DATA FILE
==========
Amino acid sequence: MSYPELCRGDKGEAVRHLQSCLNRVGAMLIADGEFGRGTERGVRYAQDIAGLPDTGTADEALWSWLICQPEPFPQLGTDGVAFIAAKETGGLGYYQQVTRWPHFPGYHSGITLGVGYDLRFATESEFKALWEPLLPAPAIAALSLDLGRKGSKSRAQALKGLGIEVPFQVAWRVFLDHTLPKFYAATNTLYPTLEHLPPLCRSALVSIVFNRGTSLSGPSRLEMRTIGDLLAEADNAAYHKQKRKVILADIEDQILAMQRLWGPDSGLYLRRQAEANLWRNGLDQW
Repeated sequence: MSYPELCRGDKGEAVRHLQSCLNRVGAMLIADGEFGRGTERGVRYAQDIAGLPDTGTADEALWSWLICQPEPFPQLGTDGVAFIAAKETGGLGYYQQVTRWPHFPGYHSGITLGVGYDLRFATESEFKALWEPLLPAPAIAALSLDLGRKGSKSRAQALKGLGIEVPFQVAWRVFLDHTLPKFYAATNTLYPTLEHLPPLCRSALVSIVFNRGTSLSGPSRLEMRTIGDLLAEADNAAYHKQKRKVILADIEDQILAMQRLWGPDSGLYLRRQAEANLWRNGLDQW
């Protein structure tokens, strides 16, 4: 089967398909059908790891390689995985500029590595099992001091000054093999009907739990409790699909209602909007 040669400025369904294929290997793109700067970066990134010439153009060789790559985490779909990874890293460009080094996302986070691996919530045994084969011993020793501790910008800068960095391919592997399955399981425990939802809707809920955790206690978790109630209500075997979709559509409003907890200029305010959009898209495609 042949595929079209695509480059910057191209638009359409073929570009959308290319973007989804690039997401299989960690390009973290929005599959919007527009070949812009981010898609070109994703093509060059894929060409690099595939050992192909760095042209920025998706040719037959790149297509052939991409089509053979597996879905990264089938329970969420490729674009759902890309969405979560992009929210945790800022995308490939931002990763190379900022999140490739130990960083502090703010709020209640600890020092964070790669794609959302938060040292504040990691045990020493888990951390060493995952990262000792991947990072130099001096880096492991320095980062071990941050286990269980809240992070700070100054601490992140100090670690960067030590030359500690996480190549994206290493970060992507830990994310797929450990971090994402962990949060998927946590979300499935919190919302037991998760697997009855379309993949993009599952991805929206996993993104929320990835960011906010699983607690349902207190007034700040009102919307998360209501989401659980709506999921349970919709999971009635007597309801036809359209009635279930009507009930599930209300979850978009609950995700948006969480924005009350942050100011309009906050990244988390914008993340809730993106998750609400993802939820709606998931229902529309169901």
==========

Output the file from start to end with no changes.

Amino acid sequence: MSYPELCRGDKGEAVRHLQSCLNRVGAMLIADGEFGRGTERGVRYAQDIAGLPDTGTADEALWSWLICQPEPFPQLGTDGVAFIAAKETGGLGYYQQVTRWPHFPGYHSGITLGVGYDLRFATESEFKALWEPLLPAPAIAALSLDLGRKGSKSRAQALKGLGIEVPFQVAWRVFLDHTLPKFYAATNTLYPTLEHLPPLCRSALVSIVFNRGTSLSGPSRLEMRTIGDLLAEADNAAYHKQKRKVILADIEDQILAMQRLWGPDSGLYLRRQAEANLWRNGLDQW
Repeated sequence: MSYPELCRGDKGEAVRHLQSCLNRVGAMLIADGEFGRGTERGVRYAQDIAGLPDTGTADEALWSWLICQPEPFPQLGTDGVAFIAAKETGGLGYYQQVTRWPHFPGYHSGITLGVGYDLRFATESEFKALWEPLLPAPAIAALSLDLGRKGSKSRAQALKGLGIEVPFQVAWRVFLDHTLPKFYAATNTLYPTLEHLPPLCRSALVSIVFNRGTSLSGPSRLEMRTIGDLLAEADNAAYHKQKRKVILADIEDQILAMQRLWGPDSGLYLRRQAEANLWRNGLDQW
């Protein structure tokens, strides 16, 4: 089967398909059908790891390689995985500029590595099992001091000054093999009907739990409790699909209602909007 040669400025369904294929290997793109700067970066990134010439153009060789790559985490779909990874890293460009080094996302986070691996919530045994084969011993020793501790910008800068960095391919592997399955399981425990939802809707809920955790206690978790109630209500075997979709559509409003907890200029305010959009898209495609 042949595929079209695509480059910057191209638009359409073929570009959308290319973007989804690039997401299989960690390009973290929005599959919007527009070949812009981010898609070109994703093509060059894929060409690099595939050992192909760095042209920025998706040719037959790149297509052939991409089509053979597996879905990264089938329970969420490729674009759902890309969405979560992009929210945790800022995308490939931002990763190379900022999140490739130990960083502090703010709020209640600890020092964070790669794609959302938060040292504040990691045990020493888990951390060493995952990262000792991947990072130099001096880096492991320095980062071990941050286990269980809240992070700070100054601490992140100090670690960067030590030359500690996480190549994206290493970060992507830990994310797929450990971090994402962990949060998927946590979300499935919190919302037991998760697997009855379309993949993009599952991805929206996993993104929320990835960011906010699983607690349902207190007034700040009102919307998360209501989401659980709506999921349970919709999971009635007597309801036809359209009635279930009507009930599930209300979850978009609950995700948006969480924005009350942050100011309009906050990244988390914008993340809730993106998750609400993802939820709606998931229902529309169901």